The Sixth Gun is a supernatural western and introduces readers to a slick, anti-hero named Drake Sinclair, and the innocent Becky Montcrief who is thrust in the middle of a battle between good and evil, with six guns capable of supernatural acts. I will admit that this series has taken an odd turn as it has progressed, and I’m not as big of a fan as I was at the beginning, but I still recommend it and I plan to keep reading it. The Sixth Gun is the series that was recommended to me by a comic book shop employee. He also recommended East of West, a more futuristic, sudo-western that Patrick has taken a liking to.
In 2013 The Sixth Gun was slated to be made into a TV show, and even had a pilot made. But it sadly failed, and I have yet to get my hands on a copy of the pilot.
You can buy trade paperbacks of The Sixth Gun on Amazon.
The Rocketeer (time period: 1930s)
Okay, how many of you already like the film The Rocketeer? Well, then you should be interested in reading the original material in which it is based. Plus there are plenty more tales on comic books shelves and more being published! The new stuff doesn’t compare artwork wise, as Dan Stevens’ original stuff is flawless, but the writing is just as good. The original tale is a little bit different than the film, and I won’t lie, I do prefer the film, but the original story is still fun, and worthy of reading.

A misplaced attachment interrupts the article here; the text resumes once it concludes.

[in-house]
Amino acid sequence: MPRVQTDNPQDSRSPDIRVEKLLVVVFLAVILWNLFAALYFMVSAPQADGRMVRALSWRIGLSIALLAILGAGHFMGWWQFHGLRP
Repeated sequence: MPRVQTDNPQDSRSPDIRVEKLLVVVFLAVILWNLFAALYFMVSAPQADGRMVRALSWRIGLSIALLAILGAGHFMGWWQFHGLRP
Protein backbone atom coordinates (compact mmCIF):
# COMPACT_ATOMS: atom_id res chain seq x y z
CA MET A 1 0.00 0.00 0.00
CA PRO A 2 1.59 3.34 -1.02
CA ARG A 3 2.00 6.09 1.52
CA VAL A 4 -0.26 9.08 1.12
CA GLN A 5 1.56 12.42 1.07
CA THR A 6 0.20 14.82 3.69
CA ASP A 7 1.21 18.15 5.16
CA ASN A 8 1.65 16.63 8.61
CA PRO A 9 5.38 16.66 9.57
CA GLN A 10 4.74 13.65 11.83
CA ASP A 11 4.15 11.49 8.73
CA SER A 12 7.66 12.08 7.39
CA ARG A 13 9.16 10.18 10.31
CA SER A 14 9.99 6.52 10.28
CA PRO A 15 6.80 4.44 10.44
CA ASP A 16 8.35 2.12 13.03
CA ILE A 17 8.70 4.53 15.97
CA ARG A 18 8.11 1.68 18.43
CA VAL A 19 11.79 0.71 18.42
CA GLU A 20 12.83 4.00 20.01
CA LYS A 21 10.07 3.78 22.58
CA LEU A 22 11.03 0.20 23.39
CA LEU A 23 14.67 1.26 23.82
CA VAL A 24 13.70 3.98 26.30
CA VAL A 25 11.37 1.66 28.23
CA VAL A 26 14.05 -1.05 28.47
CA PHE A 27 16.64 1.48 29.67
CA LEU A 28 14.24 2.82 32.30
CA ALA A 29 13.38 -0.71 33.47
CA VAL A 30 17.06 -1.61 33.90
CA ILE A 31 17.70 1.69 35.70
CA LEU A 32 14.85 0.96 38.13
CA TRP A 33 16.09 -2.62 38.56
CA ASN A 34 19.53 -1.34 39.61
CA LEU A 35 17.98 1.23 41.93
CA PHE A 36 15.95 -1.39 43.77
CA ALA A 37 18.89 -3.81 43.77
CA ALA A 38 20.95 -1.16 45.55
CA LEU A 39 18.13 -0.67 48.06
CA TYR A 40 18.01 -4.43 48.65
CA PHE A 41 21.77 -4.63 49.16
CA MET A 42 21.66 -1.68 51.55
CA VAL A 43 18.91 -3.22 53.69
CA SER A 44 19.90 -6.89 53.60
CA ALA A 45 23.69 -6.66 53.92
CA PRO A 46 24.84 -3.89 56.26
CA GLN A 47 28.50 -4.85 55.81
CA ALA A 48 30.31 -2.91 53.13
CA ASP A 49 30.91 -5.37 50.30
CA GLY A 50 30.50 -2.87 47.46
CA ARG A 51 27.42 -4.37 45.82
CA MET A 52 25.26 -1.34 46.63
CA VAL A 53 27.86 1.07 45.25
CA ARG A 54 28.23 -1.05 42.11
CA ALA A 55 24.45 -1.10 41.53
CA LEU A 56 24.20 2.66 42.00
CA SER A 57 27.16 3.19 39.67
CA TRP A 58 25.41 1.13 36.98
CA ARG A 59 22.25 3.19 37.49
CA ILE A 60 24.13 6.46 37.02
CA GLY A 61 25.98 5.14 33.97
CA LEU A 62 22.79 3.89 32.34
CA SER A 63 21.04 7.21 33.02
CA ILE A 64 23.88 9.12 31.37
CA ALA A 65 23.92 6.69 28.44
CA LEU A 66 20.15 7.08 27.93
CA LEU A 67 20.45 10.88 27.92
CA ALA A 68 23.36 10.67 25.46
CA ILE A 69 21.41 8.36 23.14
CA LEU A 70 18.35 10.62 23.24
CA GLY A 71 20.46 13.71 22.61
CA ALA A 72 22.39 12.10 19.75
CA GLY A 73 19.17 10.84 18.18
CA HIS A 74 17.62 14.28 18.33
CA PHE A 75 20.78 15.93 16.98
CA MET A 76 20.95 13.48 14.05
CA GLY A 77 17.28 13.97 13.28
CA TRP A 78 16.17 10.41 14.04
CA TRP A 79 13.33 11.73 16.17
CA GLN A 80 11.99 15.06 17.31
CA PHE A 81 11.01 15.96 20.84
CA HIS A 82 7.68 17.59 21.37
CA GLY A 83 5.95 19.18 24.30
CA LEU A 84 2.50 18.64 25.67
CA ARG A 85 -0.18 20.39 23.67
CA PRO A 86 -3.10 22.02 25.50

You can buy the original complete story by Dan Stevens, as well as the new stories on Amazon.
The Spirit (time period: 1940s-today, but with vintage styling)
The Spirit is considered a “classic” and a bit of a superhero. There is the original series done by Wil Eisner, and a new revived series that was published by DC beginning in 2006, which there are several trade issues of. Perhaps you remember the 2008 film, which was poorly received by critics and audiences alike, I however thoroughly enjoyed it, because I knew the source material, which is, at its heart, campy. Before The Spirit was well, the Spirit, he was Denny Colt, a do-well cop, who was killed, but wakes up after being in suspended animation. He sets up shop at the cemetery where he was buried, and, enjoying his knew found anonymity, fights crime hand in hand with the police, as it is the Commissioner who is the only person who knows the Spirit’s true identity. The Spirit almost creates a wonderful new genre that is supernatural noir, as it was born in the 40s, and while the new series keeps with modern technology, it maintains its 40s styling, but also combines supernatural elements in its stories. And if you like The Spirit or The Rocketeer, you must check out the 2013 crossover Pulp Friction.
The Spirit has many incarnations as it has been passed around to different publishers, including DC, IDW, and most recently Dynamite.
If you want to read original Eiser Spirit, I recommend The Best of the Spirit, available on Amazon.